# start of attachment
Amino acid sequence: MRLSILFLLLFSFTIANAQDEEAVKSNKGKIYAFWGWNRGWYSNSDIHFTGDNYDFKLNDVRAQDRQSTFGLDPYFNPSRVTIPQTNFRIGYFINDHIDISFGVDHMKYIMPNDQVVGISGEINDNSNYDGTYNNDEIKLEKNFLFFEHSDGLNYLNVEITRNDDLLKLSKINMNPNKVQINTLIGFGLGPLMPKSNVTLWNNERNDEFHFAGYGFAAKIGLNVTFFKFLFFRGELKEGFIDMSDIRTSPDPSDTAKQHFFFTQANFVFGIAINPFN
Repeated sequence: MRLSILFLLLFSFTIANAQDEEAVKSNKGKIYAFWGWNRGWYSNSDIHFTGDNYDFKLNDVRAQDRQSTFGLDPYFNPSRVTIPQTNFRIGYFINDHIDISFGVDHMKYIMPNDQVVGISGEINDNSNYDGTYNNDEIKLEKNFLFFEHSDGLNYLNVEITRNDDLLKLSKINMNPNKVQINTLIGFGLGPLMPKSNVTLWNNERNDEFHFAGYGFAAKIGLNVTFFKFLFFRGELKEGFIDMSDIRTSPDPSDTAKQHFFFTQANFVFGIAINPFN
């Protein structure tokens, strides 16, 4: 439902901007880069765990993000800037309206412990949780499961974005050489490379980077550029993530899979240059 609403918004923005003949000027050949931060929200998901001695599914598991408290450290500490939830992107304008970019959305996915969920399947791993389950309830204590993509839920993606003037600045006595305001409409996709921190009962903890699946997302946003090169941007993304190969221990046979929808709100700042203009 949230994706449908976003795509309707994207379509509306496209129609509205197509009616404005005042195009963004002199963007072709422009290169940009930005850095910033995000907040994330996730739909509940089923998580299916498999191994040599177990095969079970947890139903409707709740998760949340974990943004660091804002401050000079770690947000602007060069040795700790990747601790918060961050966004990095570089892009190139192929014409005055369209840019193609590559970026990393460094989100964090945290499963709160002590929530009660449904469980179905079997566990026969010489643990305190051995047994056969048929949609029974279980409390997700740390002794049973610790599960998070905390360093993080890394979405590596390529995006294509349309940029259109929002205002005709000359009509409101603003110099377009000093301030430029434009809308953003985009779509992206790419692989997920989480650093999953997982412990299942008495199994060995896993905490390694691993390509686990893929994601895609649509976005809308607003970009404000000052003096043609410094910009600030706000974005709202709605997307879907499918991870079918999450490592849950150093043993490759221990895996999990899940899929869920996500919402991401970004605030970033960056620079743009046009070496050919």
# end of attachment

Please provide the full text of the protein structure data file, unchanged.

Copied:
Amino acid sequence: MRLSILFLLLFSFTIANAQDEEAVKSNKGKIYAFWGWNRGWYSNSDIHFTGDNYDFKLNDVRAQDRQSTFGLDPYFNPSRVTIPQTNFRIGYFINDHIDISFGVDHMKYIMPNDQVVGISGEINDNSNYDGTYNNDEIKLEKNFLFFEHSDGLNYLNVEITRNDDLLKLSKINMNPNKVQINTLIGFGLGPLMPKSNVTLWNNERNDEFHFAGYGFAAKIGLNVTFFKFLFFRGELKEGFIDMSDIRTSPDPSDTAKQHFFFTQANFVFGIAINPFN
Repeated sequence: MRLSILFLLLFSFTIANAQDEEAVKSNKGKIYAFWGWNRGWYSNSDIHFTGDNYDFKLNDVRAQDRQSTFGLDPYFNPSRVTIPQTNFRIGYFINDHIDISFGVDHMKYIMPNDQVVGISGEINDNSNYDGTYNNDEIKLEKNFLFFEHSDGLNYLNVEITRNDDLLKLSKINMNPNKVQINTLIGFGLGPLMPKSNVTLWNNERNDEFHFAGYGFAAKIGLNVTFFKFLFFRGELKEGFIDMSDIRTSPDPSDTAKQHFFFTQANFVFGIAINPFN
């Protein structure tokens, strides 16, 4: 439902901007880069765990993000800037309206412990949780499961974005050489490379980077550029993530899979240059 609403918004923005003949000027050949931060929200998901001695599914598991408290450290500490939830992107304008970019959305996915969920399947791993389950309830204590993509839920993606003037600045006595305001409409996709921190009962903890699946997302946003090169941007993304190969221990046979929808709100700042203009 949230994706449908976003795509309707994207379509509306496209129609509205197509009616404005005042195009963004002199963007072709422009290169940009930005850095910033995000907040994330996730739909509940089923998580299916498999191994040599177990095969079970947890139903409707709740998760949340974990943004660091804002401050000079770690947000602007060069040795700790990747601790918060961050966004990095570089892009190139192929014409005055369209840019193609590559970026990393460094989100964090945290499963709160002590929530009660449904469980179905079997566990026969010489643990305190051995047994056969048929949609029974279980409390997700740390002794049973610790599960998070905390360093993080890394979405590596390529995006294509349309940029259109929002205002005709000359009509409101603003110099377009000093301030430029434009809308953003985009779509992206790419692989997920989480650093999953997982412990299942008495199994060995896993905490390694691993390509686990893929994601895609649509976005809308607003970009404000000052003096043609410094910009600030706000974005709202709605997307879907499918991870079918999450490592849950150093043993490759221990895996999990899940899929869920996500919402991401970004605030970033960056620079743009046009070496050919």